Grassroots environmental activists from six regions of the world have been honored for their extraordinary efforts to protect the planet. The 17th annual Goldman Environmental Prizes were presented Monday (April 24th) in San Francisco.
What the Goldman laureates have in common is that each has fought - often alone and at great personal risk -- to protect the environment of their homelands. Silas Siakor gathered evidence against then Liberian President Charles Taylor of illegal logging and associated human rights abuses under his regime. Documents revealed that profits from unchecked logging contracts helped pay for the 14-year Liberian civil war that left 150,000 dead. Siakor took the evidence to the United Nations. "Coming from such a small country such as Liberia, arriving in New York for the first time - a massive city - I felt overwhelmed," he says. "I've come to the UN to present these issues to members of the Security Council and urging them to impose a ban on the Liberian timber trade. When I began to interact with people at the UN, I found it quite amazing that people were willing to listen, to help if you needed their support."
Influenced by Siakor's report, the U.N. imposed sanctions on Liberia. President Taylor eventually lost control of the Liberian government and in 2003 fled the country. Democratic elections followed. Siakor says his efforts within his country and at the United Nations now focus on making sure what happened before doesn't happen again. The newly-elected Liberian government seems more sympathetic to Siakor's mission. In February, President Ellen Johnson Sirleaf canceled all logging contracts in the country.
The 2006 Goldman Prize for Europe has gone to a Ukrainian lawyer who successfully campaigned to block construction of a canal through the heart of the Danube River Delta. The unique wetlands are a UNESCO World Heritage Site and Biosphere Reserve.
In 2002, the Ukrainian government began dredging for a navigational canal that would have allowed large cargo ships to travel between the Danube River and the Black Sea. The work began without public notice, and in violation of international agreements protecting the Delta. Olya Melen, a young attorney with a public interest group, volunteered to take the case.
"I was aware that very high officials were involved in this canal construction, meaning the Ministry of Transport and the former President of Ukraine. And they were pressing the government to take a positive decision. And judges were told to take the favorable decision and to allow the canal construction."
Government ministers and lawyers allegedly tried to frighten Melen off the case, and publicly denounced her as a traitor and spy. Melen took the challenge to court more than 30 times. She also took advantage of the fact that Ukraine was seeking membership at the time in the European Union and publicized the nation's failure to comply with international environmental agreements. "The first significant victory took place when the court declared illegal the environmental impact statement approved by the Minister of Environment," she says and adds, "The judge was [a] very brave one. He really went deep into the details of the case. He really went through all of the environmental legislation of Ukraine, even citing the international conventions."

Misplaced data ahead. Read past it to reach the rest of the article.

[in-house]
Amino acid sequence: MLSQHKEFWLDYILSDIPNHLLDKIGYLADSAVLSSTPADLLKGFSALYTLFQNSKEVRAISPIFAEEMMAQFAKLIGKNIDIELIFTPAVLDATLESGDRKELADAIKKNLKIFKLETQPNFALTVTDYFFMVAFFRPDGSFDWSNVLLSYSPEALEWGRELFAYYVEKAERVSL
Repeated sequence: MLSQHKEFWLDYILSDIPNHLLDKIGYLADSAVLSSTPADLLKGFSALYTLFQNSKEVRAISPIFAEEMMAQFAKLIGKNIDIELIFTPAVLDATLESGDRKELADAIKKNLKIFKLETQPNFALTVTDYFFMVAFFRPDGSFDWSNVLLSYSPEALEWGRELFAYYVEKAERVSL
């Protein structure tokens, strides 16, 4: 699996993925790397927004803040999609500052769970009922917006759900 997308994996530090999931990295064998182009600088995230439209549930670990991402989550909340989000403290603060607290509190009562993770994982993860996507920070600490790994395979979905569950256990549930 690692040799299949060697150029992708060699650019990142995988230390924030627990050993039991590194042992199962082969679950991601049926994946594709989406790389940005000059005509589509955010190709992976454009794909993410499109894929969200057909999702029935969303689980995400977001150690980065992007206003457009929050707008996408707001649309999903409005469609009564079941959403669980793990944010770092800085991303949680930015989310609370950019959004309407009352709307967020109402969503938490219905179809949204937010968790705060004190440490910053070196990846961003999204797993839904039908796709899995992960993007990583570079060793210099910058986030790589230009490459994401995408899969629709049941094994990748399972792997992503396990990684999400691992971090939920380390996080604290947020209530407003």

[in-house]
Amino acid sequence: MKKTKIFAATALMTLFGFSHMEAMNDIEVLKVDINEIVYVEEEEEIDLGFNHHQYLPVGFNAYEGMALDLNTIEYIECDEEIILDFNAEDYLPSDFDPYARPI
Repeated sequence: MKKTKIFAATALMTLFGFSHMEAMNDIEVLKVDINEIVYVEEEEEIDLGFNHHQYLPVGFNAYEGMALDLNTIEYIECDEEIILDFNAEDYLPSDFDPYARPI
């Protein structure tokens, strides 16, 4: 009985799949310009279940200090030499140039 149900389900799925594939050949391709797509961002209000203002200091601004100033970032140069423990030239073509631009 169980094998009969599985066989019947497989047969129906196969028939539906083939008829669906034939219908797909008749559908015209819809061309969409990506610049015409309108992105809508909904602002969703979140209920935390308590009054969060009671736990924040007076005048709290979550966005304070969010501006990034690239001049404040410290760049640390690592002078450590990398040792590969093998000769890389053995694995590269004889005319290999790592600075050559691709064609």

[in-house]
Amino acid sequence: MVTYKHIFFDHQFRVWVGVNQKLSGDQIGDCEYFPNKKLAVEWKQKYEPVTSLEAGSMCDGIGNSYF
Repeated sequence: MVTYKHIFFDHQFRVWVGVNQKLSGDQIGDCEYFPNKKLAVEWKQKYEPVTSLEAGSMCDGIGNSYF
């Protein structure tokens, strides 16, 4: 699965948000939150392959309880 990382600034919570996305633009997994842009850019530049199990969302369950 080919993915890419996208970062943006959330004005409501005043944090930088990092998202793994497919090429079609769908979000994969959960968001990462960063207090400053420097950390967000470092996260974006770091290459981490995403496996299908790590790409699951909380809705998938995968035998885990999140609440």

The decision led to a temporary halt to the construction project. Many Ukrainians believed more governmental reforms were in store when President Viktor Yushchenko took office in 2005. But Melen says the Danube Delta is still under threat. "The fight is not over yet," she says. "President Yushchenko still wants to continue the canal construction for the economic interests of Ukraine. And that's why we are hoping that the new government will help in our legal work and bring the rule of law in our country."
Melen plans to continue her campaign to protect Ukraine's natural environment, and areas of the UNESCO World Heritage and Biosphere Reserve.
Craig Williams - the Goldman Award winner from North America - was recognized for his campaign to require the U.S. Department of Defense to use an environmentally safe method of destroying its ageing chemical weapons. The Kentucky-based activist and veteran of the Vietnam war got involved when he learned in a public meeting that he lived near a chemical weapons facility that was slated for incineration. "There's over 500 tons of chemical warfare agents stored directly behind me," he says. "Should there be what they call worst [case] credible event, well over 20,000 people would be killed."
The military facility in Williams' community is just one of several hundred in the U-S that holds some 24,000 tons of obsolete chemical weapons. Williams decided to take action and in 1991 formed the Chemical Weapons Working Group. "It's an international coalition of grassroots organizations from the Pacific, Russia and the United States who are advocating the disposal of chemical weapons globally. But who wish to prioritize the safety and well being of the communities and protection or our environment, while we pursue that goal."
The Pentagon yielded to the coalition's appeal in 2003, announcing that it would not burn chemical stockpiles in Kentucky and three other states. It agreed to use a safer method for weapons disposal recommended by Williams' group.
The 2006 Goldman Environmental Prize was also awarded for campaigns to protect communities from dam construction in China, to stop illegal logging in Papua New Guinea, and to preserve the tropical rainforest in the northern Amazon of Brazil. Since 1990 the annual award has recognized 113 people from 57 countries.